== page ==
It was always a big deal whenever my dad called. I always knew he was on the phone when my mom was on our old rotary phone and the German Shepard next door would start howling in tune to her screaming.
That’s the thing about my family – they would be great stage performers because they sure do know how to make their voices project. In my family, there is only one rule to arguing in Hungarian: The person that speaks the loudest always wins the argument, regardless of being right or wrong.
So, this particular day, I was home from kindergarten and my mom saw me peaking around the corner. She sighed and held out the phone.
“Stephie, talk to your azz-hole fadder.”
I could hear his mumbled voice protesting from the receiver.
I grabbed the phone and struggled to hold it to my ear with both hands. Boy, those old rotary phones sure where solid.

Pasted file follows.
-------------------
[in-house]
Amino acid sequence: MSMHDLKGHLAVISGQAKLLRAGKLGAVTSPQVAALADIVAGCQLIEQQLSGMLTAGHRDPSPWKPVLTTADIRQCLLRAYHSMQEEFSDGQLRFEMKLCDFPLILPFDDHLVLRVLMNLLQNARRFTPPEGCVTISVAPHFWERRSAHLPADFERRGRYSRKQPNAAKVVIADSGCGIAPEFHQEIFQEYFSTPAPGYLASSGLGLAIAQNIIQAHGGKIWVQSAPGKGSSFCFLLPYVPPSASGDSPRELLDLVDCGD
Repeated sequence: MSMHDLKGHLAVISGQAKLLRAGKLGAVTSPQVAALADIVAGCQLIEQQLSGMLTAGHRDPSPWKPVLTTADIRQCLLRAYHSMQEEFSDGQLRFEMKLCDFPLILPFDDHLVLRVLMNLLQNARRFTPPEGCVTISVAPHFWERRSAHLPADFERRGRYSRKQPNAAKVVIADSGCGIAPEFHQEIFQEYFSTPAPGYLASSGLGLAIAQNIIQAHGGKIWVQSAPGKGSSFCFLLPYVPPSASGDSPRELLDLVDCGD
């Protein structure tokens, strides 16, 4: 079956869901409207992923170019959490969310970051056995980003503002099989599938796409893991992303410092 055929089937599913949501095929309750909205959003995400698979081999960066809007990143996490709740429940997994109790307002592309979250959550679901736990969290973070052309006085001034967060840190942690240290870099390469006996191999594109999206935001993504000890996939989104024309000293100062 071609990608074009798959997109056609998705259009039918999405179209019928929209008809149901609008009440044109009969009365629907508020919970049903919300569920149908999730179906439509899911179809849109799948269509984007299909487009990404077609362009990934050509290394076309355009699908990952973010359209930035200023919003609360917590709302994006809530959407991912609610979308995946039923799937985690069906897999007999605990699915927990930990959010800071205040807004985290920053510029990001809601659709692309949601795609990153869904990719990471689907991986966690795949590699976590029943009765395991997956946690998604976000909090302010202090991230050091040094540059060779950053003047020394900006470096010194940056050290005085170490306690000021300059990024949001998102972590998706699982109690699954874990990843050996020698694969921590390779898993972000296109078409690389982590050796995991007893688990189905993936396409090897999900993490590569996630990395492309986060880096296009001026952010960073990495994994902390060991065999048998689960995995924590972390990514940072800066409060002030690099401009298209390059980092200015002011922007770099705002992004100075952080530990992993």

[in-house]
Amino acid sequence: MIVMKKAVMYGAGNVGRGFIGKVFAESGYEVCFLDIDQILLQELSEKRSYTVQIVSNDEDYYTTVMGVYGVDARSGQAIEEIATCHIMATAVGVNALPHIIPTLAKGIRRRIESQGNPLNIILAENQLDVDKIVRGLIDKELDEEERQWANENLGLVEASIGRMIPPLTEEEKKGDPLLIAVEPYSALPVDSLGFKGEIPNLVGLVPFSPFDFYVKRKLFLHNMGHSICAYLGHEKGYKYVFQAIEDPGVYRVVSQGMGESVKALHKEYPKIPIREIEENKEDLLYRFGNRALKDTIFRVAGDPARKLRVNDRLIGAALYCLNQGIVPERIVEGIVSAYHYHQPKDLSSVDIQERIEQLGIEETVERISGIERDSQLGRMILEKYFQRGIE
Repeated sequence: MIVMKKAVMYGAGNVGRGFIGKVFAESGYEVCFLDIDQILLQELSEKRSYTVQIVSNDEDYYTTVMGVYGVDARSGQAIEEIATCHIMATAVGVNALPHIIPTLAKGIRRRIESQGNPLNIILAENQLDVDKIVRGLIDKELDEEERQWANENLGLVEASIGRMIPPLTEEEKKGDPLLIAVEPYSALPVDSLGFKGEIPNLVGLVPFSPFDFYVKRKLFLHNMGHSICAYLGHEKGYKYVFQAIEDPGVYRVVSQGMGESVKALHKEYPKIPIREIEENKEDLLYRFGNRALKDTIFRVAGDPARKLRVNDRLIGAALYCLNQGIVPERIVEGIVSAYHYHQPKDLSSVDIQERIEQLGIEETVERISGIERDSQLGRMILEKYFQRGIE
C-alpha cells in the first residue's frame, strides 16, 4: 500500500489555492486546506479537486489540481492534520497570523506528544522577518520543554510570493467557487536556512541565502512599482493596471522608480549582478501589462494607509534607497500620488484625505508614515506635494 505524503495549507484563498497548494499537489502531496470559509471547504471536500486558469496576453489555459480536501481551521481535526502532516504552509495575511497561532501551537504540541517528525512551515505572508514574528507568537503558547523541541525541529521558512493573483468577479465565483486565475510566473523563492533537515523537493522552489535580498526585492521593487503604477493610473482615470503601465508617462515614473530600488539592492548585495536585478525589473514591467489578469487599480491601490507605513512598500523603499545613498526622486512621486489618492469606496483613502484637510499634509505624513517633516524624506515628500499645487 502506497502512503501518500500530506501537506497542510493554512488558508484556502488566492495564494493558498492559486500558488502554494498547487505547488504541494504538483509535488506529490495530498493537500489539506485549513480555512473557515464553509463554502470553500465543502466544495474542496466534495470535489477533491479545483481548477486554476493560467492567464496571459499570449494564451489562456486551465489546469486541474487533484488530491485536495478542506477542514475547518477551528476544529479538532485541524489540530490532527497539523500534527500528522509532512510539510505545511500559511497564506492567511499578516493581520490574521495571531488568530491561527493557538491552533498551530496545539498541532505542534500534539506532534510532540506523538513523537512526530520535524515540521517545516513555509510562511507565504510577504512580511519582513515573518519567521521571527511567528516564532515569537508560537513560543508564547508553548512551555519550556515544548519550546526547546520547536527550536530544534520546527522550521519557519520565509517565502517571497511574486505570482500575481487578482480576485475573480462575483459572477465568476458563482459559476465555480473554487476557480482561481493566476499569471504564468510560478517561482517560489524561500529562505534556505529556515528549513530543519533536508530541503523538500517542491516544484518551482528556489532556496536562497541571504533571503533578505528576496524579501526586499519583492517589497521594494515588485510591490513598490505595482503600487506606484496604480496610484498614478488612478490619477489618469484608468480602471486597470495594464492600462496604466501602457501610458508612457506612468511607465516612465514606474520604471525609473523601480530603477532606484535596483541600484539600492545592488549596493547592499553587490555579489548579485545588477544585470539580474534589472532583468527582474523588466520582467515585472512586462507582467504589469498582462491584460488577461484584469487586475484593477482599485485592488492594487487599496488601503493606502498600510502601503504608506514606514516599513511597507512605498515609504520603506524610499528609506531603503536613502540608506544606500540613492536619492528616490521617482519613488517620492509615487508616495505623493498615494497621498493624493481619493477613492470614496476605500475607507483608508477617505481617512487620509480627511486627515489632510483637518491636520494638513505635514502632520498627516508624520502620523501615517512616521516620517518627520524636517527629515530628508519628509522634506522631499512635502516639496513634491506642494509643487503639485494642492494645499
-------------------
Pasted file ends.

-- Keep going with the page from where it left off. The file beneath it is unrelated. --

“Hallo?” I asked shyly.
It was still weird to hear such a deep voice, since I had no male influences in my family. I imagined a giant Bela Lugosi on the other line.
He quickly broke into his usual rant,”Don’t listen to your crazy bitch modder. You know, your name wasn’t even supposed to be stupid freakin’ Stephanie.”
He continued, “Me, I vas gonna name you Margitka, proud Magyar name. But she names you some crap outta some American baby-name book and sends you to school tinking you are Romanian. Listen, Stephike – you are not to tell ANYVON dat you are a dirty Romanian, you hear me? You are von-hundred percent Hungarian blood.”
I was speechless.
“And any German you have in you from your Nagymama’s parents you sh*t out in your diapers.”
I twirled the phone cord around my little foot. “But Apu…I thought I was from New Jersey.”
See, that’s the great thing about little kids. They see no distinction between races. Maybe it should stay that way.